Both prayer and mantra caused striking, powerful, and synchronous increases in existing cardiovascular rhythms when recited six times a minute. Baroreflex sensitivity also increased significantly, from 9.5 (SD 4.6) to 11.5 (4.9) ms/mm Hg, P<0.05. Conclusion Rhythm formulas that involve breathing at six breaths per minute induce favourable psychological and possibly physiological effects. What is already known on this topic Reduced heart rate variability and baroreflex sensitivity are powerful and independent predictors of poor prognosis in heart disease Slow breathing enhances heart rate variability and baroreflex sensitivity by synchronising inherent cardiovascular rhythms What this study adds Recitation of the rosary, and also of yoga mantras, slowed respiration to almost exactly 6/min, and enhanced heart rate variability and baroreflex sensitivity The rosary might be viewed as a health practice as well as a religious practice." Source :

Musical Thanatology – Music for Transforming the Dying Experience

“During a music vigil, the music thanatologist offers music in a prescriptive way. With careful attention to the patient’s vital signs and physiological needs, he or she adjusts the elements of music — such as melody, phrasing and rhythm — to provide an individually-tailored response. The goal of a music vigil is to relieve suffering and to bring beauty and comfort to the dying process.”

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A Neuroscientist Explores the “Sanskrit Effect” – How Mantra Increases Cognitive Function

“We studied a group of verbal memory specialists to determine whether intensive oral text memory is associated with structural features of hippocampal and lateral-temporal regions implicated in language processing. Professional Vedic Sanskrit Pandits in India train from childhood for around 10years in an ancient, formalized tradition of oral Sanskrit text memorization and recitation, mastering the exact pronunciation and invariant content of multiple 40,000-100,000 word oral texts. We conducted structural analysis of gray matter density, cortical thickness, local gyrification, and white matter structure, relative to matched controls. We found massive gray matter density and cortical thickness increases in Pandit brains in language, memory and visual systems, including i) bilateral lateral temporal cortices and ii) the anterior cingulate cortex and the hippocampus, regions associated with long and short-term memory. Differences in hippocampal morphometry matched those previously documented for expert spatial navigators and individuals with good verbal working memory. The findings provide unique insight into the brain organization implementing formalized oral knowledge systems.”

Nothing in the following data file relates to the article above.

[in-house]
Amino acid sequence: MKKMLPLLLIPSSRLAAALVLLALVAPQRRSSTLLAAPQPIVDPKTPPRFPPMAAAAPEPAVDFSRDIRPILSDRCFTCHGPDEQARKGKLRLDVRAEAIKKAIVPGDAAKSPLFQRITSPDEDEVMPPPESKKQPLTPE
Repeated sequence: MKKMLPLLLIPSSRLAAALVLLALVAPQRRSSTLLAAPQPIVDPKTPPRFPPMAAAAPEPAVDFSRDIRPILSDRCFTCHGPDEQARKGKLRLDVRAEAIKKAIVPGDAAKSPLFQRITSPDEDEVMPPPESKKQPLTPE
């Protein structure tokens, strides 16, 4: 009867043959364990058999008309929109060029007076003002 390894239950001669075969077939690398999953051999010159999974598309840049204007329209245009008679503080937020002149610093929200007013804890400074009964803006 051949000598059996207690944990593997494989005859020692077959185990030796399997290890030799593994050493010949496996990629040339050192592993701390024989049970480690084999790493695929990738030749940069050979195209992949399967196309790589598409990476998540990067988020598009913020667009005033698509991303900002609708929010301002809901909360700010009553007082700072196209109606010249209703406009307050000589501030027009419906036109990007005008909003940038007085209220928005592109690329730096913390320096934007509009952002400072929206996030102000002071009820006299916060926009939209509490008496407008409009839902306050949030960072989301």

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Improvisational Music and Depression Study

“Improvisational music therapy is suitable for basically all client groups without the need for specific musical training, and can be successfully applied even when one’s ability for verbal expression is limited [13, 14]. Any adult with normally developed cognitive skills and abstract thinking is able to connect symbolic and experience-based mental contents to their musical expression in clinical improvisations. They are also able to verbalise, in other words to further process, their music-based experiences and to interpret these experiences in the light of their current life situation [15].”

“The special potential of music to facilitate the processing of complex negative emotions is supported by music psychology research. Music listening has been shown to induce complex emotional experiences [22, 23], and to support elaborate self-regulatory processing of sometimes difficult, personal emotional states in everyday life [24]. Furthermore, music is often characterised—somewhat paradoxically—by pleasurable experiences of difficult emotions, such as sadness [25]. It has been argued that the enjoyment of sadness in music is explained by the capacity of music to allow simultaneous absorption, yet dissociation, from the affective content [26, 27]. Music characteristically allows access to various degrees of emotional nuances and intensities with simultaneous self-reflection, detachment, and elaborative awareness of these emotional nuances [28], supporting both experience and conceptual awareness of feelings [29]. Overall, the findings support the idea that music holds special potential for the self-reflective processing of complex, difficult, and even painful emotions.”